The US pharmaceutical company Pfizer suffered a cyber-attack by the North Korean government aimed at obtaining information related to the vaccine and treatments against COVID-19. "The National Intelligence Service in Seoul informed us that North Korea tried to obtain technology related to the COVID-19 vaccine and treatment by using cyberwarfare to hack Pfizer," South Korean MP Ha Tae-keung told the AFP news agency.
It was not the only attempt by Pyongyang. South Korea's intelligence service claims that this is not the first time Kim Jong-un's government has tried to obtain inside information about a COVID-19 vaccine and that it has previously "thwarted its neighbour's attempts to penetrate South Korean companies that are developing vaccines against the coronavirus". These statements come after attempts to penetrate the operating systems of up to nine different companies since last year, including Johnson & Johnson, Novavax and Astrazeneca.
North Korea has been isolated for more than a year - January 2020 - when the leader decided to close the borders in the face of the threat posed by the virus from China. The official version is that not a single case of coronavirus has been reported in the entire North Korean territory, although experts have serious doubts about the veracity of this information. North Korea has requested the supply of vaccines from the COVAX solidarity mechanism, which is sending two million doses to the country. This mechanism is promoted by the World Health Organisation (WHO) and its function is to ensure the equitable distribution of the vaccine in all parts of the world.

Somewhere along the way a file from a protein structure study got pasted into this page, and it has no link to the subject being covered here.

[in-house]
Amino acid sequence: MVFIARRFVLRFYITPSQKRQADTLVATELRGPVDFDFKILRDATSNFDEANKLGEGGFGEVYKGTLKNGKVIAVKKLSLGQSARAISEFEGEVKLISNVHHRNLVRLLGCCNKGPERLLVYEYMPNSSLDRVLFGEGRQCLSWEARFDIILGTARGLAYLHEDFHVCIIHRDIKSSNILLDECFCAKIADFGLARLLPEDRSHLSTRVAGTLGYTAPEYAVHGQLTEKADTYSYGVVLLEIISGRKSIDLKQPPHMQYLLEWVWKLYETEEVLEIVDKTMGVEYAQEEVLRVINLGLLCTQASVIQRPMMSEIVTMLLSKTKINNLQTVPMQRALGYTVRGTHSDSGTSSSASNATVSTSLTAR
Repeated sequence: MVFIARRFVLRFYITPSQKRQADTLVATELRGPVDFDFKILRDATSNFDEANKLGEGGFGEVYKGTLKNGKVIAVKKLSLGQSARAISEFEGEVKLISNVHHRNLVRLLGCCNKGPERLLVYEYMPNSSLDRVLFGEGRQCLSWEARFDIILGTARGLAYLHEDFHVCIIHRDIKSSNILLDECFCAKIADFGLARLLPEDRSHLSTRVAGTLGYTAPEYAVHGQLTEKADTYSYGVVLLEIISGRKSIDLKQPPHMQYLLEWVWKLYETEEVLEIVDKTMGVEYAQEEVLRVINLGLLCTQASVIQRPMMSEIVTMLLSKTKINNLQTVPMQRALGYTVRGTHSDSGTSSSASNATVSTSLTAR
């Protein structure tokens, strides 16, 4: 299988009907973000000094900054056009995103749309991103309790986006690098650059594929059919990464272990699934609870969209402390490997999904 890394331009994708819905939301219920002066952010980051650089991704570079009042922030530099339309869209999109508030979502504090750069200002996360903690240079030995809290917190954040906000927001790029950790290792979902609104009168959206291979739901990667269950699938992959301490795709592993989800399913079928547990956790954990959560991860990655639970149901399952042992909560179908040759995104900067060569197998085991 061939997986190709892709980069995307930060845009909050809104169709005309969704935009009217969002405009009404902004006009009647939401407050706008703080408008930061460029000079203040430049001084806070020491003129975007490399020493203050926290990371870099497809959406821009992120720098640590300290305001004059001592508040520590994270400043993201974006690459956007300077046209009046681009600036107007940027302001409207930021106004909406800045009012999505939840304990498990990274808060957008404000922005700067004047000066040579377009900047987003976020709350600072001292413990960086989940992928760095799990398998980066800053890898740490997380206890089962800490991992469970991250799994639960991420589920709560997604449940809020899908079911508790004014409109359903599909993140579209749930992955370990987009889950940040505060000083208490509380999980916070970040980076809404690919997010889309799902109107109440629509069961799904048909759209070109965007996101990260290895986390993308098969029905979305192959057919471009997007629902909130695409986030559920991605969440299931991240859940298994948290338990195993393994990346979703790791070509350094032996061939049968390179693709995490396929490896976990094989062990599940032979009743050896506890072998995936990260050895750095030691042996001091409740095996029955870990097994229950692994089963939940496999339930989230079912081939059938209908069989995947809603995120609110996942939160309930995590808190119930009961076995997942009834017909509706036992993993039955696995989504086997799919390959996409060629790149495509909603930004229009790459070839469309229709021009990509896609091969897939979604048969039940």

The North Korean attack on Pfizer's website is one of many cyber-attacks that are being spurred by the arrival of the COVID-19 vaccine. Just under two months ago, in December 2020, the European Medicines Agency was the victim of an attack that resulted in the leak of confidential documents related to the treatment of the virus, as well as Pfizer - BioNTech vaccine information on the dark web, according to an Italian cybersecurity agency.
The European Medicines Agency was not affected in its operations or in the approval and evaluation of the various vaccines. What is certain is that the information was manipulated prior to publication and that this could have certain consequences for public opinion, as a European Commission source admitted that the information "was manipulated prior to publication online, to undermine confidence" in the immunisers. These files were posted on blogs and distributed via email by one of the hackers. Among those posted were names of officials and documents belonging to a secure information portal accessible only to authorised personnel.
Researchers from the US agency IBM announced the detection of other cyber-espionage attempts aimed, this time, at obtaining information on the distribution of vaccines in developing countries by the World Health Organisation. To do so, they used a strategy known as "spear phishing", which consists of impersonating a competent authority in order to obtain confidential information.